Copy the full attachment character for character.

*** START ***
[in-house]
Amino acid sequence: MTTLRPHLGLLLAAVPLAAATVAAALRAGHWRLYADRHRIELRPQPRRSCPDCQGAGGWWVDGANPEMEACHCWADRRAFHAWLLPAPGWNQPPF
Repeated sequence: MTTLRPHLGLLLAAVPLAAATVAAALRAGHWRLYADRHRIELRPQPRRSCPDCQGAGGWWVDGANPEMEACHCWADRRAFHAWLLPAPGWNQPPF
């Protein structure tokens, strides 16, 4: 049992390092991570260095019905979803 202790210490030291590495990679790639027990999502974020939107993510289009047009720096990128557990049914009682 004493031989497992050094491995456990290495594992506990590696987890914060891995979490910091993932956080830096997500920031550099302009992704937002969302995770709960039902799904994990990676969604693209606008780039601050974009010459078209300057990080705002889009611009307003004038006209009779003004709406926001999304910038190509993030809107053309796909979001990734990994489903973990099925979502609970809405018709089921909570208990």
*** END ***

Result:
[in-house]
Amino acid sequence: MTTLRPHLGLLLAAVPLAAATVAAALRAGHWRLYADRHRIELRPQPRRSCPDCQGAGGWWVDGANPEMEACHCWADRRAFHAWLLPAPGWNQPPF
Repeated sequence: MTTLRPHLGLLLAAVPLAAATVAAALRAGHWRLYADRHRIELRPQPRRSCPDCQGAGGWWVDGANPEMEACHCWADRRAFHAWLLPAPGWNQPPF
């Protein structure tokens, strides 16, 4: 049992390092991570260095019905979803 202790210490030291590495990679790639027990999502974020939107993510289009047009720096990128557990049914009682 004493031989497992050094491995456990290495594992506990590696987890914060891995979490910091993932956080830096997500920031550099302009992704937002969302995770709960039902799904994990990676969604693209606008780039601050974009010459078209300057990080705002889009611009307003004038006209009779003004709406926001999304910038190509993030809107053309796909979001990734990994489903973990099925979502609970809405018709089921909570208990």